Bacon

Bacon. Bacun. Rasher. Backe. All words used from around the world, throughout time to describe salted pork belly. Delicious, would describe how it tastes.

I’m not alone in this love affair for bacon. I bet you enjoy bacon too. That crisp salty slice of pork right next to your eggs and toast. On top of those beautiful garden-fresh sliced tomatoes kissed by the sun, piled on some nice romaine lettuce with mayo and fresh bread. It makes me want to go bake some bacon in the oven RIGHT NOW. Sigh.

Bacon’s beginnings

According to Peggy Trowbridge Filippone of The Spruce Eats, in her article
“The Short History of Bacon”, salted pork belly made it debut thousands of years ago in China.

From there bacon spread over into the Roman Empire and then to the Anglo Saxon peasants who cooked with bacon fat. If the Romans liked it, it wasn’t too long and the whole rest of the world would like bacon too.

A prehistoric “smoke cave” was found in the mountains of Siberia. Cave drawings nearby depicted cavemen smoking pork belly, complete with instructions on how to place your small fire breathing dragon in the smoking cave and what wood to use for smoking. There, you should be paying attention now! Hopefully “small fire breathing dragon” caught your attention and you knew I was fibbing.

Cuts and Cures

Image by Wokandapix from Pixabay

You can take several different muscle areas of the pig and make bacon. Your region and culture dictate what part of the pig the bacon is cut and the process you use to cure it. Here are a few “cuts” of bacon:

  • Side bacon– comes from the pork belly, has streaks of muscle and fat running parallel- this is popular in the USA. Italians use this cut as well to make their pancetta.
  • Back bacon– comes from the back of the pig, leaner. The UK and Ireland like this cut.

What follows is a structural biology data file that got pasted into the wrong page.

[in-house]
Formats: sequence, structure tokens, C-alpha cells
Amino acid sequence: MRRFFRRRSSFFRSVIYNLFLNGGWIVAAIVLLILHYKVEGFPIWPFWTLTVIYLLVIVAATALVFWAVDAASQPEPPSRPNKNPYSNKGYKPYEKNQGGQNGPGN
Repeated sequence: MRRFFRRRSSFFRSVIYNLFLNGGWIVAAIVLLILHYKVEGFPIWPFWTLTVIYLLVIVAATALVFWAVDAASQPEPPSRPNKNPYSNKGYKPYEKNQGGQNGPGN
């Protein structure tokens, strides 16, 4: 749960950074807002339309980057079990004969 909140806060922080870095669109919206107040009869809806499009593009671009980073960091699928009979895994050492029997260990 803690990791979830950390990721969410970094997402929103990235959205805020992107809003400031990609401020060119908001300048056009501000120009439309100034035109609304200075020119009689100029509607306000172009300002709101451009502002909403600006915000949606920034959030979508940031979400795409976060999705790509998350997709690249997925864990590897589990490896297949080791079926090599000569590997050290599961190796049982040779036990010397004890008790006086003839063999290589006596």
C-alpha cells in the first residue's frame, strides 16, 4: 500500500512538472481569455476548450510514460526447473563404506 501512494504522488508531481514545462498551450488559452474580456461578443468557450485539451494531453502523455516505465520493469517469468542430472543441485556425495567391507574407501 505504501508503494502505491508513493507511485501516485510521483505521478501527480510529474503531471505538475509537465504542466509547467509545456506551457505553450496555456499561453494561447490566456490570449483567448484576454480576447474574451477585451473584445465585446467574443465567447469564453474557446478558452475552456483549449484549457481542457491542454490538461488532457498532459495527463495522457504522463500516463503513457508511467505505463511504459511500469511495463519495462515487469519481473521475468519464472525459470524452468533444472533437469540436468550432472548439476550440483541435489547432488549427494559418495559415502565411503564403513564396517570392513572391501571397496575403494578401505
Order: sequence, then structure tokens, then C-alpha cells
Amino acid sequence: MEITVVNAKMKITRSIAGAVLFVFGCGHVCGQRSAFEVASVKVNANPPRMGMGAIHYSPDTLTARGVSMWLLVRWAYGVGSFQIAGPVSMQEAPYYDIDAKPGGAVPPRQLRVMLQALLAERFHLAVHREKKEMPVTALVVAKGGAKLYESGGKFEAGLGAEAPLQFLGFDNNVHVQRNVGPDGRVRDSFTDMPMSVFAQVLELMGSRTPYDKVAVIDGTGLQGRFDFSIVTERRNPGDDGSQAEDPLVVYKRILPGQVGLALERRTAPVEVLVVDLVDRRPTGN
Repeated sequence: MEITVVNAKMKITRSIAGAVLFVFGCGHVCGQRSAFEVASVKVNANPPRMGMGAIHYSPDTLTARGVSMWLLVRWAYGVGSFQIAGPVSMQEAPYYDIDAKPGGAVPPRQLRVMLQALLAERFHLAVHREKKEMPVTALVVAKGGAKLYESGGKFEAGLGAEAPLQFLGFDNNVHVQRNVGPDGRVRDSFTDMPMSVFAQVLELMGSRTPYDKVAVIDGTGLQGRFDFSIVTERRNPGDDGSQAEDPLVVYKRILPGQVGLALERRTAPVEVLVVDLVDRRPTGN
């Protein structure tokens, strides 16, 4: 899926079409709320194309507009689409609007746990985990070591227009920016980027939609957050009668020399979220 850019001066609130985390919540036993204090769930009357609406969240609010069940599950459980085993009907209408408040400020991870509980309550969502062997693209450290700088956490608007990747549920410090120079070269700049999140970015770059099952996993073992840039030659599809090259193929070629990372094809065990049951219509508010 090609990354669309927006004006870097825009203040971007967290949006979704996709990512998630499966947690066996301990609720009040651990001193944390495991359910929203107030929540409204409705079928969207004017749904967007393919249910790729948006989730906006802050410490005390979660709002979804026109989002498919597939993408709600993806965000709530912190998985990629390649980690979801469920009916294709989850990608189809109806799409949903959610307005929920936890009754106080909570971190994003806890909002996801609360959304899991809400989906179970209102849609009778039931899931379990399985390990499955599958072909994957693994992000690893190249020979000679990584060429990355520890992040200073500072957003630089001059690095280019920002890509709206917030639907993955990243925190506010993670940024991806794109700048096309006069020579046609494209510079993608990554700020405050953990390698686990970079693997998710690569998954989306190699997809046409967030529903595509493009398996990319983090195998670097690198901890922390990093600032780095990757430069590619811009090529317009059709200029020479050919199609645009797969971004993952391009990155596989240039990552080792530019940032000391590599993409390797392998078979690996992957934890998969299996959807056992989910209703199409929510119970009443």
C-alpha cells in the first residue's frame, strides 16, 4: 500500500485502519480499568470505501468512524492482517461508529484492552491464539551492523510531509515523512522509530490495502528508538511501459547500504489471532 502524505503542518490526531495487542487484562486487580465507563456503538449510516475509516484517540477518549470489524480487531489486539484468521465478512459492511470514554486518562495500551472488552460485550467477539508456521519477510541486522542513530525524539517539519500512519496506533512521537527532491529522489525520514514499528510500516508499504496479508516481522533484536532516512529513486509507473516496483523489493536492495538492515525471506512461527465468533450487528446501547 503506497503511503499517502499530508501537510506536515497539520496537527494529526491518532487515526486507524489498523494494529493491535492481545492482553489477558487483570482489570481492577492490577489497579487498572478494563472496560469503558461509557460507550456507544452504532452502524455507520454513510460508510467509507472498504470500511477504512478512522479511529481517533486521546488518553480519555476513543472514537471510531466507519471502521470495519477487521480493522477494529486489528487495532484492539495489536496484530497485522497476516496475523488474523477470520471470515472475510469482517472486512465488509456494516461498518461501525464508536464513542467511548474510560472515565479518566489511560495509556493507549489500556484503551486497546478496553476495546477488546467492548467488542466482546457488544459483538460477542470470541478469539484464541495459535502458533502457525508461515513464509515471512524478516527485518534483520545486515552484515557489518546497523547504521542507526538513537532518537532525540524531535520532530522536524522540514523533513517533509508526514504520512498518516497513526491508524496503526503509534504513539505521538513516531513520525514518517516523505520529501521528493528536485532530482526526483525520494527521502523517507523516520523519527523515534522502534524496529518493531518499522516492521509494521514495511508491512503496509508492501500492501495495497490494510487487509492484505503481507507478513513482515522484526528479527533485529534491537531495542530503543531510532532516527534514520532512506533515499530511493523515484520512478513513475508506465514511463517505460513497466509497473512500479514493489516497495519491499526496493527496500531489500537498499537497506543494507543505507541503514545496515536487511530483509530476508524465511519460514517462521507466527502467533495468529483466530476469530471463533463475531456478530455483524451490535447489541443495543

• Collar bacon– comes from the back of the pig near the head, neck area
  • Cottage bacon– comes from the pig shoulder area, leaner, very meaty
  • Jowl bacon– comes the cheek area of the pig, Italians call it Guanciale

I have only had side bacon and cottage bacon. Cottage bacon makes an excellent morning breakfast side of protein. Cottage bacon has more meat than side bacon, but it is not as flavourful as side bacon due to less fat.

The curing of bacon is generally done as a wet cure (soaking it in a solution with the popular potassium nitrate and sodium nitrate) or a dry cure (using plain crystal salt). According to the cookbook The Virginian Housewife, circa 1824, you always smoked bacon. To have done anything else was sacrilege. Smoking bacon was considered a job for both genders- not just the “guys”.

Flavor town

Image by Aga_Ba from Pixabay

Bacon just doesn’t come plain. Many folks like to add “flavors” to their bacon! I can’t write this article without mentioning two great places to stop and get some homemade cured bacon. These places are Edgerton Food Center and V&M. Two very great places to get some GREAT bacon.

First up we have Edgerton Food Center. Bill Sandbulte does a great job making their cottage bacon, side bacon, and pepper bacon. I remember the first time I found out there was “cottage bacon. EFC was out of regular side bacon so they asked me if I had ever tried cottage bacon. I had never heard of cottage bacon but wanted to try some. I ordered two pounds of the cottage bacon and was very glad I did.

Next, we have V&M. They have a variety of flavored bacon: regular, pepper, Hungarian (has garlic and onion flavors), apple cinnamon, and Raspberry Chipotle. They make cottage bacon as well.

I have tried their apple cinnamon and it is very delicious. The apple cinnamon has just the right amount of apple and not overpowered by the cinnamon. The other flavors I have been a little shy about trying when it comes to the pepper, Hungarian, and raspberry chipotle.

Stay tuned to next week’s bacon recipes and different ways to cook bacon. Till then friends, here is good food, good friends and a GREAT LIFE! Thank you Founding Fathers for our Constitution and our Veterans for fighting for freedom here and abroad.

Michele

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